The April 2019 mean hourly pay gap was 19.1%, compared with 14.8% the previous year.
The RPS said that while the increase is “disappointing”, one factor was that senior, highly paid female employees had left the Society in 2018. It notes that these positions were either not replaced, or were replaced at an interim level, when the calculation was made.
Helen Gray, head of people at the RPS, said the Society was “working hard to understand the reasons for our pay gap and improve this”.
“I do feel more assured that we’ve made a number of senior female appointments this year and I’m hopeful that with the steps that we’ve taken, we will be looking better next year,” she added.
The median pay gap is considered to be more representative than the mean — and is the average value preferred by the Office for National Statistics — because the mean can be skewed by a small number of very high or low earners. The national median gender pay gap reported for 2019 is 17.9%.
Gray told The Pharmaceutical Journal that a range of steps were being taken to address the RPS’s gap, including analysis of roles that make the greatest difference.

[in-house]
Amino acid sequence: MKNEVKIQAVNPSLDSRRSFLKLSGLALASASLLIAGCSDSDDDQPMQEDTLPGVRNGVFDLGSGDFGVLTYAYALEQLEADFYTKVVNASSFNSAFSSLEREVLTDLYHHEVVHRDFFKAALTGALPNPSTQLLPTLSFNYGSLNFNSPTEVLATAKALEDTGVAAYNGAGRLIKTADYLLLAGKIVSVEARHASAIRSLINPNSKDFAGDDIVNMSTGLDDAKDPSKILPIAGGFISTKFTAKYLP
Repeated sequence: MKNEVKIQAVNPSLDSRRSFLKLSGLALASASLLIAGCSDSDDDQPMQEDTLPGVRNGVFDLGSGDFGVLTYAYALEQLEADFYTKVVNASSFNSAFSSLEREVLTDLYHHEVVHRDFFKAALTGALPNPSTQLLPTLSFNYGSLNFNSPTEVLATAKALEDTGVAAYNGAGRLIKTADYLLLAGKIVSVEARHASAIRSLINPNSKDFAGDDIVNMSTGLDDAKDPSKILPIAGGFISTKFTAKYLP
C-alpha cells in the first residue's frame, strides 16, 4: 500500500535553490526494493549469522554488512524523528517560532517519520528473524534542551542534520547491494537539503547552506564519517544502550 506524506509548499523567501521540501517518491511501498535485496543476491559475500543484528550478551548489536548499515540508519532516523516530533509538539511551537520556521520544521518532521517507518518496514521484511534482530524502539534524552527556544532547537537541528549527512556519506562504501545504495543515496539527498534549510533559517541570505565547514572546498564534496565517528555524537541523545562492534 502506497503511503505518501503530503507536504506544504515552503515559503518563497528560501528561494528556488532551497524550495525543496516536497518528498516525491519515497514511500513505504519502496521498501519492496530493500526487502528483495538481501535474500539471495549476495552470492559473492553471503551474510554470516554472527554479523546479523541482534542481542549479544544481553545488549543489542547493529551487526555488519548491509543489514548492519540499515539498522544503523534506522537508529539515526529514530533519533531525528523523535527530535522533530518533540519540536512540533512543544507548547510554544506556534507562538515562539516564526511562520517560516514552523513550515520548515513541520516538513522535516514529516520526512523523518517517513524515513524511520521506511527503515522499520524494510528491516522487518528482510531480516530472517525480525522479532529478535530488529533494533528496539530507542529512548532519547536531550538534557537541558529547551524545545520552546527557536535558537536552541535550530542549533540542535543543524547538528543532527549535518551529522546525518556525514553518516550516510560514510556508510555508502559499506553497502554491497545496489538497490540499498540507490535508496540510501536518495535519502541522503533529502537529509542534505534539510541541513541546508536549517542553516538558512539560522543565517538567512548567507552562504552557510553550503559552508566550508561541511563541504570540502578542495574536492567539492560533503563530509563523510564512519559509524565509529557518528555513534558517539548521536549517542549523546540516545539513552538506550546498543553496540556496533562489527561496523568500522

“As good practice, we go through each and every role in the organisation to assess them against external and internal salary benchmark,” she said.
“We’ve done that on a role basis already — and it’s an iterative process — but we want to look at it through the context of gender as well”.
The RPS has also equalised maternity, paternity and adoption leave pay. “We introduced that at the beginning of ,” Gray said.
“Not many organisations are doing it at the moment, but I think it’s really important to level the playing field. Statutory paternity amounts are very low: we’re doing what we can to make a difference. Three people have taken it up so far, and we expect more later this year.”
Since April 2017, companies with more than 250 employees have been required to publish their gender pay gap. With around 220 employees, the RPS is not bound by this legislation, but it has “decided to publish it because we want to be an inclusive and fair place to work where our employees can reach their full potential”.
- This article was corrected on 8 October 2019 to clarify that the 2018 median gender pay gap was 0.5%, 12.6 percentage points lower then the 2019 median gender pay gap of 13.1%